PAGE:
But the question in the Michigan case is whether it also protects against political obstructions that make it more difficult for minority students to obtain preferential treatment in college admissions based on race or ethnicity.
“It is exceedingly odd to say that a statute which bars a state from discriminating on the basis of race violates the Equal Protection Clause because it discriminates on the basis of race and sex. Yet that is precisely what the [Sixth Circuit] majority held here,” Michigan Solicitor General John Bursch wrote in his brief to the high court.
“Until now, no court has ever held that, apart from remedying specific past discrimination, a government must engage in affirmative action,” Mr. Bursch said.
He said the case presented a question of "immense importance."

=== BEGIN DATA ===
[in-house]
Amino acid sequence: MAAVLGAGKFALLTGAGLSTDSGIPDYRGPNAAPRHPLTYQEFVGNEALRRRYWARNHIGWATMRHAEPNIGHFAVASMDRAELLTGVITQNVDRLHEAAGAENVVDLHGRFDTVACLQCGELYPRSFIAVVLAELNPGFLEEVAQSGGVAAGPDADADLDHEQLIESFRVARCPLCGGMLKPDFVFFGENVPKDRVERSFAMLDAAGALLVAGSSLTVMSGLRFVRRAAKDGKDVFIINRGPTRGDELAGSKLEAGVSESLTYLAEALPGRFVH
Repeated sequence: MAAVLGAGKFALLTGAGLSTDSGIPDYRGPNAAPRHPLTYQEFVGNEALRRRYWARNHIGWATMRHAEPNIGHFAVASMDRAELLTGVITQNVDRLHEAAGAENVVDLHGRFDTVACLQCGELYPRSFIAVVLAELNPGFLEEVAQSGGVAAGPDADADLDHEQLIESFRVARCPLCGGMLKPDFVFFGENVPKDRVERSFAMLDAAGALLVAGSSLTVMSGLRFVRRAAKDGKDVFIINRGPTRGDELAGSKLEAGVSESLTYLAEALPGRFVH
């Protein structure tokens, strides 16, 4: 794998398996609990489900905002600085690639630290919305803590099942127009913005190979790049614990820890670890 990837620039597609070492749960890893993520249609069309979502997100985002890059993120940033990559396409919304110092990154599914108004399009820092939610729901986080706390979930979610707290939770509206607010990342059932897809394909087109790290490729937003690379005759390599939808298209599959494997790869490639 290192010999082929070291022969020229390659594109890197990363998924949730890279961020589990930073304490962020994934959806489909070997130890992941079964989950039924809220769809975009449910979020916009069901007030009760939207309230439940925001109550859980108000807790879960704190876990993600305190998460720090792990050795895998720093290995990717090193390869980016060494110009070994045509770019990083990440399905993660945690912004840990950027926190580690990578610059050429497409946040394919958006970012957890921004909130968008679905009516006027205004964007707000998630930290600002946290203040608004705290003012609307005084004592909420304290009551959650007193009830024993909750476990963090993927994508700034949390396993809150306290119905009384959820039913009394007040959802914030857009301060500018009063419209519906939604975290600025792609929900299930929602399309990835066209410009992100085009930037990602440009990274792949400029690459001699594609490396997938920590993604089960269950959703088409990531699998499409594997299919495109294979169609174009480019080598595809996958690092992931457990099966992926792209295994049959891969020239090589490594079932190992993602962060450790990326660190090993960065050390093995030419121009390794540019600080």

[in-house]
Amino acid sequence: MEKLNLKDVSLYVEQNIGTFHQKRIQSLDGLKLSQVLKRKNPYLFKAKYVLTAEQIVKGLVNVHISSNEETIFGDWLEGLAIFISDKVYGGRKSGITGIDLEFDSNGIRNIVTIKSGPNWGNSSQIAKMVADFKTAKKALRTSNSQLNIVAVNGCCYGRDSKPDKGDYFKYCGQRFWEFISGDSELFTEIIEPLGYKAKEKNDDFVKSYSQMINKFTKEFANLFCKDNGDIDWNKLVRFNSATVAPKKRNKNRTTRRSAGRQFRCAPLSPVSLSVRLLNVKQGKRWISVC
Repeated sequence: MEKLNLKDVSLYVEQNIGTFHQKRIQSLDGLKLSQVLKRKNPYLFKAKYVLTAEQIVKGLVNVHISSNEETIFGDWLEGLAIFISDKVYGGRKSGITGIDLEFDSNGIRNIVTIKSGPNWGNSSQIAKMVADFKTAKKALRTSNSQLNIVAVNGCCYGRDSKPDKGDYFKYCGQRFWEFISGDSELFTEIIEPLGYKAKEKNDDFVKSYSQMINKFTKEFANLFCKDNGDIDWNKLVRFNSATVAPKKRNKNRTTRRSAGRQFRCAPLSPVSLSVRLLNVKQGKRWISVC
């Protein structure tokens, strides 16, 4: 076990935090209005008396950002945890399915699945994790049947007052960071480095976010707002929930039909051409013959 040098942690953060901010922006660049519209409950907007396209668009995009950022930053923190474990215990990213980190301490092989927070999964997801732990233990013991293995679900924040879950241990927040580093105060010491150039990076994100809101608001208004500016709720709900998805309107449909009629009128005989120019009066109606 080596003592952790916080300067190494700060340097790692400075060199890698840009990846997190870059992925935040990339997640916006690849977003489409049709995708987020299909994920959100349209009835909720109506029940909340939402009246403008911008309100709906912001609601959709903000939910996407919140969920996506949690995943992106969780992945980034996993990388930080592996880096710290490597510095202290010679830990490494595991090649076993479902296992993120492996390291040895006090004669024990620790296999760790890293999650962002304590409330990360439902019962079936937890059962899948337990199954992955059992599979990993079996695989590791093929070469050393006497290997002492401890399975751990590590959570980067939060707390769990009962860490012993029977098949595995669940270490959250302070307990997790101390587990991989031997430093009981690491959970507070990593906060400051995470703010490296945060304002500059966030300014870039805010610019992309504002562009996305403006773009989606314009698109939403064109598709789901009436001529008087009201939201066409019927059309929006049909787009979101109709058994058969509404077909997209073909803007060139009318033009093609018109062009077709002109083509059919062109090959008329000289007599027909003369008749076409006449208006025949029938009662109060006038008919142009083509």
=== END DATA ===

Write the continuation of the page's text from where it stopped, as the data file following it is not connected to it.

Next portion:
At issue is whether state governments are free to replace race-conscious affirmative action admissions plans with race-neutral alternatives as a means to achieve classroom diversity.
In addition to Michigan, seven other states have undertaken such efforts: Arizona, California, Florida, Nebraska, New Hampshire, Oklahoma, and Washington.
The petition reached the high court at a time when the justices are preparing to rule on whether a race-based affirmative action plan at the University of Texas violates the equal protection rights of white students applying for admission.
There are two different groups that filed suit against Proposal 2. One urged the Supreme Court to take up the case; the other said the justices should not hear the case.
If the court had declined to hear the case it would have permitted the Sixth Circuit decision to remain in full force in the four states covered by that appeals court.
“The vice of Proposal 2 is that it selectively shuts off access to the ordinary political process for advocates of otherwise constitutionally permissible race-conscious policies,” wrote Mark Rosenbaum, a lawyer with the ACLU Foundation of Southern California, in his brief urging the court not to take up the case.